Patriotism was a common theme on Broadway.
1914-1918
World War I
In 1927, the groundbreaking musical "Show Boat" hit Times Square, which was the first to be adapted from a serious novel as well as featured white and black characters sharing the stage as full dramatic partners.
In 1928, the first talking picture "The Jazz Singer took Hollywood by storm. The lead character performed in blackface.
October 29, 1929
Stock Market crash and Great Depression era left Broadway to flounder. Talking films added insult to injury.



Vaudeville disappeared.
1932- 1/3 of factories closed, 1.6 million on welfare, 1/3 of NYers unemployed.
Themes on Broadway changed to social criticism and political satire, as well as mixing escapism and engagement.
1936- FDR is re-elected and offered a 'New Deal'.

George Balanchine choreographed for Broadway.
December 7, 1941: Attack on Pearl Harbor

May 18, 1942: Lights turned off on Broadway marquises to protect NY ports.
1882
After the Civil War, NYC evolved as center of American theatre.
1947: First Tony Awards

40's and 50's: NYC is home to large film premier events.
Broadway turned to strong narratives, characters and have true dramatic merit. Became the 'Golden Age'
50's = Baby Boom and Broadway Boom

Post WWII, Broadway shows began to tour and appeared on television.
Agnes De Mille
Michael Kidd
Jerome Robbins
Bob Fosse
Susan Stroman
Twyla Tharp
Gower Champion
Bill T. Jones
Michael Bennett
Garth Fagan
Tommy Tune
Oklahoma!
One touch of Venus
Carousel
Brigadoon
Gentlemen Prefer Blondes
Paint Your Wagon
Tally-Ho
Fall River Legend
Lend an Ear
Bye Bye Birdie
Hello Dolly
42nd Street
Finian's Rainbow
Guys and Dolls
Can-Can
Li'l Abner
On the Town Billion Dollar Baby
The King and I West Side Story
Peter Pan Gypsy
A Funny Thing Happened on the Way to the Forum
Funny Girl Fiddler on the Roof
The Best Little Whorehouse in Texas
Nine
Grand Hotel
Will Rogers Follies
The Pajama Game
Damn Yankees
Sweet Charity
Pippin
Chicago
Dancin'
A Chorus Line
Dreamgirls
Ballroom
Follies
Promises, Promises
The Lion King
Movin' Out
The Times They Are a Changin'
Come Fly Away
Fela!
Spring Awakening
Crazy For You
Big
Contact
The Producers
Young Frankenstein
Big Fish
It is a common belief that theatrical elements from Minstrelsy, Vaudeville, and Operetta combined make our modern American musical theatre format.
Variety was a popular form of entertainment from the mid 1800's, including Honky Tonk, Blue Acts, and Museums. The content was generally raunchy, sexual, or freakish.
Resources
"Bob Fosse." PBS. PBS, n.d. Web. 14 Apr. 2013.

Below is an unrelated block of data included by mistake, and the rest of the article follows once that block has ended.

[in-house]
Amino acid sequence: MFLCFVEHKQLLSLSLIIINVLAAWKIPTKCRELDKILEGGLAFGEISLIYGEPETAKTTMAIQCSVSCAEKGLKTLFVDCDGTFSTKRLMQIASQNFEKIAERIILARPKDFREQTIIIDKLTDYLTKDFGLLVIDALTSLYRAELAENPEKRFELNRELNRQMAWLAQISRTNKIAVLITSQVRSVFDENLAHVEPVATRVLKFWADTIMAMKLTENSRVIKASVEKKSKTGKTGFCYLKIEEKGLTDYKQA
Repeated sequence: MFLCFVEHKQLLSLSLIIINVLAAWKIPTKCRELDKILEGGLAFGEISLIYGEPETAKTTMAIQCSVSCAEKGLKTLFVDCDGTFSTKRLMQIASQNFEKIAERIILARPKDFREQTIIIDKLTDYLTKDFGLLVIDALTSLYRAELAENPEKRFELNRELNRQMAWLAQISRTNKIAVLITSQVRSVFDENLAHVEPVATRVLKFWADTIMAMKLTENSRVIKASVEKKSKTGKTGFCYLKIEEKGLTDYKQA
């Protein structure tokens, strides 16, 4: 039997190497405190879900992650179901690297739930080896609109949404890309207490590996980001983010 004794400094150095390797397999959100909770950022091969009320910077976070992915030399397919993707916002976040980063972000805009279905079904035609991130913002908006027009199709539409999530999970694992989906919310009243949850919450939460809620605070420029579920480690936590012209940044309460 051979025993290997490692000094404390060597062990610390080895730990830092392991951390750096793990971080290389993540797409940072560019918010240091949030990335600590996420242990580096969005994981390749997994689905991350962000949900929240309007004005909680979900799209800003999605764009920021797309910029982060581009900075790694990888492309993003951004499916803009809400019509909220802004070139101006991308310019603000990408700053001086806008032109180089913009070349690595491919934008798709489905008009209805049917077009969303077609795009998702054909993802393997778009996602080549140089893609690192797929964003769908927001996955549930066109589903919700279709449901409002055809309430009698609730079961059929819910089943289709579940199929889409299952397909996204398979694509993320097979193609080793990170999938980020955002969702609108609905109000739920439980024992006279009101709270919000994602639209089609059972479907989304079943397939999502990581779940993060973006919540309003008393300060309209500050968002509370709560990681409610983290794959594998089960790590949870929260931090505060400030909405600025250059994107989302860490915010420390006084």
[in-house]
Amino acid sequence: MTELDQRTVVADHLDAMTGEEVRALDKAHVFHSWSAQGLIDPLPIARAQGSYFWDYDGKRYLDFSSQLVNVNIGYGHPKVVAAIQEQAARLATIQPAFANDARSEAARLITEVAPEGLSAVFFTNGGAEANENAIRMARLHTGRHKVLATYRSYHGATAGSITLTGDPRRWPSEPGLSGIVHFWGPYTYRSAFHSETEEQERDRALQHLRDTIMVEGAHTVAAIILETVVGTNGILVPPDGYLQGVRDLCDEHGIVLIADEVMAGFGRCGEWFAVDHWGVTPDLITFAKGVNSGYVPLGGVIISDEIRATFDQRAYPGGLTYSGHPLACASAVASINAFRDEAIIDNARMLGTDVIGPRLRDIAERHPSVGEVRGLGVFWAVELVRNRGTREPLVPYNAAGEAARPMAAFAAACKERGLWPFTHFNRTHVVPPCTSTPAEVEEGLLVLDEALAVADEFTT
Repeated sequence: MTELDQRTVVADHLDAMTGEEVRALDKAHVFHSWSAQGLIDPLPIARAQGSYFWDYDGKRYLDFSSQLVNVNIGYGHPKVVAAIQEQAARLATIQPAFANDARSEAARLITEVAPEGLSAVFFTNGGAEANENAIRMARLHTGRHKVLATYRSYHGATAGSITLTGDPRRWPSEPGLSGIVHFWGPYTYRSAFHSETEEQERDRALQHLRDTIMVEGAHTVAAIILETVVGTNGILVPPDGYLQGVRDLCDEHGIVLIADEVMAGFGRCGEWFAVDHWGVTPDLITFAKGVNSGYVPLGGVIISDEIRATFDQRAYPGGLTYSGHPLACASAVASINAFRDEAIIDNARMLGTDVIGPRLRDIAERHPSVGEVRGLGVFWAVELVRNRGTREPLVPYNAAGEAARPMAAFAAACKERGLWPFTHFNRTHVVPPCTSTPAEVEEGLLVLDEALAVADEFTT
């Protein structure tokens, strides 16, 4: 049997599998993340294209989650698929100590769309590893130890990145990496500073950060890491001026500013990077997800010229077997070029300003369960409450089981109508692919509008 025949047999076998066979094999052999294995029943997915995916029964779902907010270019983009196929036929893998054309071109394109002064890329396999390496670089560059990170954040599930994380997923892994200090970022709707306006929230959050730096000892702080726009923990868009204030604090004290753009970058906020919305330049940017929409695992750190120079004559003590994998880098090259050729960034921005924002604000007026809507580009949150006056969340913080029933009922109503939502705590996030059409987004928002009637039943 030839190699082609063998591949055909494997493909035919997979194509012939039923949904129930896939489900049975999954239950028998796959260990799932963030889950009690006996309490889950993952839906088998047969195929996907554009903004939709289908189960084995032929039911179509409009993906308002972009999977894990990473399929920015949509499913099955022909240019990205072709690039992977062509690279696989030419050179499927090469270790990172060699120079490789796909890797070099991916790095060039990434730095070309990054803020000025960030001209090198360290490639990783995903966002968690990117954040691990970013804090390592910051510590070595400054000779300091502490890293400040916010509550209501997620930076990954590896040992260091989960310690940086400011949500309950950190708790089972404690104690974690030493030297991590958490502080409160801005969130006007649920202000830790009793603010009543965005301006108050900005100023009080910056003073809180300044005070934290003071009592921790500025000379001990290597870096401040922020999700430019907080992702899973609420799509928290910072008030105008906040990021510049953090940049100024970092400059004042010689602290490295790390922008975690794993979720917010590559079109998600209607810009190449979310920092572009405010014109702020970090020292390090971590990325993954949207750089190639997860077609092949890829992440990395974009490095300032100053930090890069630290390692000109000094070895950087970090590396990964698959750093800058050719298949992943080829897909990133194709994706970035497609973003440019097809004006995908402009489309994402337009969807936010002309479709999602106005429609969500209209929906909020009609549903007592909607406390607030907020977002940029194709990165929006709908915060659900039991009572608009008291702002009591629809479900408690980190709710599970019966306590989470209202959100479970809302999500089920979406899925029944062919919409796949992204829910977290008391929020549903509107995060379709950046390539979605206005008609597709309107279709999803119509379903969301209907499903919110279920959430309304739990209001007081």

Boross, Bob. HighBeam Research. Dance Magazine, 1 Aug. 1999. Web.
"The Broadway Musical Home." - The Musicals, People and Theatres of the Great White Way. Broadway Musical Home, n.d. Web. 14 Apr. 2013.
Broussard, Paula. "Father of Theatrical Jazz Dance: Jack Cole." HighBeam Research. Dance Teacher, 1 June 2006. Web.
Cutcher, Jenai. Bob Fosse. New York: Rosen Central, 2006. Print.
Dance Educators of America Inc. 2002 Teacher Training & Certification Program. Proc. of Dance Educators of America Inc. 2002 Teacher Training & Certification Program, New York City, New York City. N.p.: n.p., n.d. Print. Level 1.
Flinn, Denny Martin. Musical!: A Grand Tour. New York: Schirmer, 1997. Print.
"Fosse.com." Fosse.com. N.p., n.d. Web. 14 Apr. 2013.
Giordano, Gus. Jazz Dance Class: Beginning Thru Advanced. Pennington, NJ: Princeton Book, 1992. Print.
Hayes, Hannah M. HighBeam Research. Dance Teacher, 1 Sept. 2010. Web.
Kenrick, John. "Vaudeville." Vaudeville. Musicals 101, n.d. Web. 14 Apr. 2013.
Kislan, Richard. The Musical: A Look at the American Musical Theater. Englewood Cliffs, NJ: Prentice-Hall, 1980. Print.
"Luigi, Gus Giordano, and Matt Mattox: Jazz Masters « Rachel Straus – Dance Writer." Rachel Straus Dance Writer. N.p., n.d. Web. 14 Apr. 2013.
Luigi, Lorraine Person. Kriegel, and Francis Roach. Luigi's Jazz Warm Up: And Introduction to Jazz Style & Technique. Pennington, NJ: Princeton Book, 1997. Print.
Maslon, Laurence, and Michael Kantor. Broadway: The American Musical. New York: Bulfinch, 2004. Print.
"PLAYBILL." The Largest Internet Database of Broadway Information. Playbill, Inc., n.d. Web. 14 Apr. 2013.
"Variety Stage: Vaudeville and Popular Entertainment, 1870-1920." Variety Stage: Vaudeville and Popular Entertainment, 1870-1920. The Library of Congress, n.d. Web. 14 Apr. 2013.
"Vaudeville, A History." Vaudeville, A History. N.p., n.d. Web. 14 Apr. 2013.
"The Verdon Fosse Estate." The Verdon Fosse Estate. N.p., n.d. Web. 14 Apr. 2013.
Full transcript